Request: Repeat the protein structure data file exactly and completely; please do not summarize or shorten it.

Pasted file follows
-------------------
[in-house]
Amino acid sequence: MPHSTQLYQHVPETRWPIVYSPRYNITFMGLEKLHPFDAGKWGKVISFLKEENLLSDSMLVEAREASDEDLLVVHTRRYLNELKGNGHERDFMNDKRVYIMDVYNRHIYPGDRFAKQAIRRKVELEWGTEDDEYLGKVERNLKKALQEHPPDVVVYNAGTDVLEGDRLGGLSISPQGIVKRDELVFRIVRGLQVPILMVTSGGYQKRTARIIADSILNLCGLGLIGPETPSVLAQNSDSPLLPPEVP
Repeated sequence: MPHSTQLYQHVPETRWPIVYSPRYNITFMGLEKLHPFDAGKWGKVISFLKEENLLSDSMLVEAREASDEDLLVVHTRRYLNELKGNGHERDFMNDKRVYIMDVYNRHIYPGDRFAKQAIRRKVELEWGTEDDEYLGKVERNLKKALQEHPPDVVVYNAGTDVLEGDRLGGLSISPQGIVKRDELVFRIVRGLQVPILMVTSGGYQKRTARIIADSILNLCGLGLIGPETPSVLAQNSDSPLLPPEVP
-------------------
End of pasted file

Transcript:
[in-house]
Amino acid sequence: MPHSTQLYQHVPETRWPIVYSPRYNITFMGLEKLHPFDAGKWGKVISFLKEENLLSDSMLVEAREASDEDLLVVHTRRYLNELKGNGHERDFMNDKRVYIMDVYNRHIYPGDRFAKQAIRRKVELEWGTEDDEYLGKVERNLKKALQEHPPDVVVYNAGTDVLEGDRLGGLSISPQGIVKRDELVFRIVRGLQVPILMVTSGGYQKRTARIIADSILNLCGLGLIGPETPSVLAQNSDSPLLPPEVP
Repeated sequence: MPHSTQLYQHVPETRWPIVYSPRYNITFMGLEKLHPFDAGKWGKVISFLKEENLLSDSMLVEAREASDEDLLVVHTRRYLNELKGNGHERDFMNDKRVYIMDVYNRHIYPGDRFAKQAIRRKVELEWGTEDDEYLGKVERNLKKALQEHPPDVVVYNAGTDVLEGDRLGGLSISPQGIVKRDELVFRIVRGLQVPILMVTSGGYQKRTARIIADSILNLCGLGLIGPETPSVLAQNSDSPLLPPEVP